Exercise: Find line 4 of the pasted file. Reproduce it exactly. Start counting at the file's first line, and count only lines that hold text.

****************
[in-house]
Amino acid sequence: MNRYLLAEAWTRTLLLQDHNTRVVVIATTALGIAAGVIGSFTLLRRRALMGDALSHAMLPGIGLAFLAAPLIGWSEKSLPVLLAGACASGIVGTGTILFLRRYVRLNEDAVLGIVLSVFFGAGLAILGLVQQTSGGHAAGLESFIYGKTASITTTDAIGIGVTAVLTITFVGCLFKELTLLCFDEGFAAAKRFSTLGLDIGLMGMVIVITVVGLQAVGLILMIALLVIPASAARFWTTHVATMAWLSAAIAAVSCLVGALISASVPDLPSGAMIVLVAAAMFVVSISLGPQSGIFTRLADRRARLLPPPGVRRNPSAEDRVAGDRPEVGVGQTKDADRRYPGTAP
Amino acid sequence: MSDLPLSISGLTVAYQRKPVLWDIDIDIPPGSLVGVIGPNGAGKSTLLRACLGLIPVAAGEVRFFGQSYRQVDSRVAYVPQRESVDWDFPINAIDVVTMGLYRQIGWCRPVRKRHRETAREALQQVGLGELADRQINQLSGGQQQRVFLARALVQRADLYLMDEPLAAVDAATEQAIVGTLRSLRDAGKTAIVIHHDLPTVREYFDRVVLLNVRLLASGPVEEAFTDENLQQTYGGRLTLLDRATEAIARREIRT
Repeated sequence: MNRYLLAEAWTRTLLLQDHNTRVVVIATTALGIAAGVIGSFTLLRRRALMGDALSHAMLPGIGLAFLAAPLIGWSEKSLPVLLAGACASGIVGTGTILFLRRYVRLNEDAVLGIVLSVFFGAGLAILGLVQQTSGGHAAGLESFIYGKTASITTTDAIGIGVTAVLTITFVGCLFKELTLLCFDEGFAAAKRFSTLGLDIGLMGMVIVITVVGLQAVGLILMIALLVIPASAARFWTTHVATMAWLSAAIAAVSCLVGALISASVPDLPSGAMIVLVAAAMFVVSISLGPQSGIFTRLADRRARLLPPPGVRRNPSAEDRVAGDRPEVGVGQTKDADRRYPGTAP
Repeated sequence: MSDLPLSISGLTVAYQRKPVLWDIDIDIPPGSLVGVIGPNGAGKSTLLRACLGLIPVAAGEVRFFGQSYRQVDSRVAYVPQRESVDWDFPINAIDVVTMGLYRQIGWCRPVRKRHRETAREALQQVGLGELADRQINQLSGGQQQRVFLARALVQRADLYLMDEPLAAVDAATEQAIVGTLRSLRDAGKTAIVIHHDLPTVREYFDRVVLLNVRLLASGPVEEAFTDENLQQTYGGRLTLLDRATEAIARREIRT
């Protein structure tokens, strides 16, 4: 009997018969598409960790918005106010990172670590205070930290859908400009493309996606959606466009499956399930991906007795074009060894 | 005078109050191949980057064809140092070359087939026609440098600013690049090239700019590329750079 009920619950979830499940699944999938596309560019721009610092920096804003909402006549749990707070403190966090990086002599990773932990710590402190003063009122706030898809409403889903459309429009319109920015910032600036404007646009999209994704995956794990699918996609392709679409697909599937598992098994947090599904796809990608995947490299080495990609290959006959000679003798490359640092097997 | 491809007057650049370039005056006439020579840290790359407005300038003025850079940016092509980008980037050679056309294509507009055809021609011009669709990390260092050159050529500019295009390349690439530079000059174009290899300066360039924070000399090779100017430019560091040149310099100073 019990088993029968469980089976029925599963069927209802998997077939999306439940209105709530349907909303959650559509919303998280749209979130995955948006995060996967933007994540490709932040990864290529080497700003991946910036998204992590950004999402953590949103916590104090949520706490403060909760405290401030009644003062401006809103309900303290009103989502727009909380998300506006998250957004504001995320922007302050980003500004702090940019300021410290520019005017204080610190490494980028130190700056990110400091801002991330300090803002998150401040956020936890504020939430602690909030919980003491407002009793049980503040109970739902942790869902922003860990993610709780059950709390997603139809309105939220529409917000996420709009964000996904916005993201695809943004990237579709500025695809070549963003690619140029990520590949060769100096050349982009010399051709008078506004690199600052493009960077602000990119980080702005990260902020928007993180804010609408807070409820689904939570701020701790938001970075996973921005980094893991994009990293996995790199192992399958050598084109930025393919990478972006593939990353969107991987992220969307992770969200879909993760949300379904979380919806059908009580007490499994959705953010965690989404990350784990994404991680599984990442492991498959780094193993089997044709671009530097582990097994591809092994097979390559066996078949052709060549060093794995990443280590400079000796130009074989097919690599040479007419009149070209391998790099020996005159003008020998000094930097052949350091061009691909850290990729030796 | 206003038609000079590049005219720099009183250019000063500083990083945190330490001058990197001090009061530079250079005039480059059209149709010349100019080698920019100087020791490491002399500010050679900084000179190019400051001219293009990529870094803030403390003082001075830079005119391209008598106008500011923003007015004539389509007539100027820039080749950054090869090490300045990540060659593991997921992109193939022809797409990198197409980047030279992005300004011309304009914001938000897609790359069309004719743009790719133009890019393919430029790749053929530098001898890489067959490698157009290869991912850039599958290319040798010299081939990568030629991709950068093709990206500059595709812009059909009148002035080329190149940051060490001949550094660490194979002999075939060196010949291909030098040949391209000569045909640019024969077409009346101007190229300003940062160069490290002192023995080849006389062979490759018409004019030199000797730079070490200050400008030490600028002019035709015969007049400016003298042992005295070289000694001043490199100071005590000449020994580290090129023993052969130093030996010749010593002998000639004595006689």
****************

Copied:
Repeated sequence: MNRYLLAEAWTRTLLLQDHNTRVVVIATTALGIAAGVIGSFTLLRRRALMGDALSHAMLPGIGLAFLAAPLIGWSEKSLPVLLAGACASGIVGTGTILFLRRYVRLNEDAVLGIVLSVFFGAGLAILGLVQQTSGGHAAGLESFIYGKTASITTTDAIGIGVTAVLTITFVGCLFKELTLLCFDEGFAAAKRFSTLGLDIGLMGMVIVITVVGLQAVGLILMIALLVIPASAARFWTTHVATMAWLSAAIAAVSCLVGALISASVPDLPSGAMIVLVAAAMFVVSISLGPQSGIFTRLADRRARLLPPPGVRRNPSAEDRVAGDRPEVGVGQTKDADRRYPGTAP